Celeigh Cardinal comes on stage in a floor-length orange dress with billowing sleeves and a draping skirt. She looks stunning, but it’s when she opens her mouth to sing that the crowd is transfixed.
It’s been almost two years since I’ve seen live music, and with the first thud of the drums, bump of the bass, strum of the electric guitar and clang of the keyboard, I’m blinking back tears. I can already see my mother in front of me wiping at her eyes. At least I know where I get it from, I think to myself. Live performances always make us emotional.
Celeigh opens with my favourite song of hers, “Song by the Supermoon.” She introduces it as a song about her hometown, Grande Prairie, Alberta. Our table erupts in applause, and the rest of the audience looks at us curiously. We are, of course, far from GP—the concert is in the Shadbolt Centre for the Arts, located in Deer Lake Park, Burnaby, British Columbia—but my family will always remember our roots (even if we never live there again).
“When I look to the west and I see the sunset,” Celeigh sings, “When I look to the east and see the long prairies… I am home.”
As the song ends, the crowd cheers enthusiastically, and I take the opportunity to glance around. The plain black theatre is relatively small, maybe the size of my 1,000-square-foot basement suite in East Vancouver. Ten round tables fill the room: five regular, five tall, with between one and four people seated around each. There are about 25 people watching live. Staff peek in from the sides and upstairs. More people watch from home via a livestream. It feels like an intimate living room concert. We are front-row, dead centre.
My family and I bop our heads and tap our feet along to “I Don’t Want to Know You Anymore,” “There Are Some Things We Will Never Do,” and “The Devil is a Blue-Eyed Man.” Celeigh says she’s not a very poetic songwriter, but I don’t think her lyrics are simple—they’re relatable. In the song “Easy for You,” written with the Brothers Landreth, she sings about having her back against the wall, searching for the exit signs, keys poised in her fist. Her voice is strong and powerful, as is her story. She talks about being an Indigenous woman without the normally accepted body type. Her struggles have brought her to where she is today, she says.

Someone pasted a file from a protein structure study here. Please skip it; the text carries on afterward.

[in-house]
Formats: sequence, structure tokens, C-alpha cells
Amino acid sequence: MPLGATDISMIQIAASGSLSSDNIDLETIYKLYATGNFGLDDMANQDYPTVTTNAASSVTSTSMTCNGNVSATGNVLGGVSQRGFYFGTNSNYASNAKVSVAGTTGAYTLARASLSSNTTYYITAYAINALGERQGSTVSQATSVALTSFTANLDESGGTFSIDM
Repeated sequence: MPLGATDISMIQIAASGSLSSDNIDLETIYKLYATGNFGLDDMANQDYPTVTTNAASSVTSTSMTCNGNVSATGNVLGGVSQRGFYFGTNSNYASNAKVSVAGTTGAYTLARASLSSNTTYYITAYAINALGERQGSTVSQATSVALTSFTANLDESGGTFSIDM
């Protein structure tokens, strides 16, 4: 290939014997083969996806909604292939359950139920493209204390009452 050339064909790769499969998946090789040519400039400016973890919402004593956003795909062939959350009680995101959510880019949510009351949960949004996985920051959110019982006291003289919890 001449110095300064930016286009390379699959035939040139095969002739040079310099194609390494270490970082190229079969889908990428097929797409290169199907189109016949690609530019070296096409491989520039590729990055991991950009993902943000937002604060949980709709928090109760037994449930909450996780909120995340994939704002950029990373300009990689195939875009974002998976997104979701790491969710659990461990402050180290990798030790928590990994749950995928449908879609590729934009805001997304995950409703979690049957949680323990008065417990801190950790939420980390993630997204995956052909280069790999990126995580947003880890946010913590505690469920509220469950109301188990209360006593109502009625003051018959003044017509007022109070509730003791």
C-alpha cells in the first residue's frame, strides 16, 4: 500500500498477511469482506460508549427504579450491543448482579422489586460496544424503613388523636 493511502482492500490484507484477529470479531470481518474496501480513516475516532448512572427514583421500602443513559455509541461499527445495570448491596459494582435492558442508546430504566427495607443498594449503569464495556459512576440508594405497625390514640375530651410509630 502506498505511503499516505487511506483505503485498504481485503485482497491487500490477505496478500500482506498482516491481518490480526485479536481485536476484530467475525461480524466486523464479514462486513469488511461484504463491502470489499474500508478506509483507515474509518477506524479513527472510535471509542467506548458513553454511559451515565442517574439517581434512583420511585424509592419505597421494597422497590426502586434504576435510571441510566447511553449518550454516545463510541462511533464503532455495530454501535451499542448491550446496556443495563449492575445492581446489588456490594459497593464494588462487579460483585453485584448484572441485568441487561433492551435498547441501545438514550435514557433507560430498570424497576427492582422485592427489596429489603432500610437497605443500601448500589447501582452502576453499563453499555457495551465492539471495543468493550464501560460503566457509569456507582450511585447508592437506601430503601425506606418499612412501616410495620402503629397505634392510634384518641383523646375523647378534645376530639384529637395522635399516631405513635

The concert falls on Orange Shirt Day, and, as it happens, the inaugural National Day for Truth and Reconciliation. I spot orange shirts and buttons bearing the phrase, ‘Every Child Matters,’ in the audience.
It’s a powerful performance. Sometimes, I close my eyes just to feel the beats and notes and cords reverberate through my body. It feels amazing to hear music created in front of me again.
Driving to the concert, I was excited to have an event to attend—a time and ticket for a show. It had been so long. For musicians and performers, I bet it’s felt even longer.
Driving home, I put on an old playlist and was transported back to the days I could travel, see shows, go to events and backpack freely. My heart hurt as I imagined Vancouver’s graffitied streets turning into Edinburgh’s rain-slicked cobblestone streets, passing castles instead of community centres. How I miss travel.
Music is a type of travel. It can transport you, connect with you, speak to you. It can bring you back in time, to your younger days, or remind you of a specific place or person. Closing my eyes and letting the music echo through my bones was therapeutic. Even if the genre isn’t your typical style, relish your next opportunity to listen to a talented band… live.
How are you travelling these days? Comment below!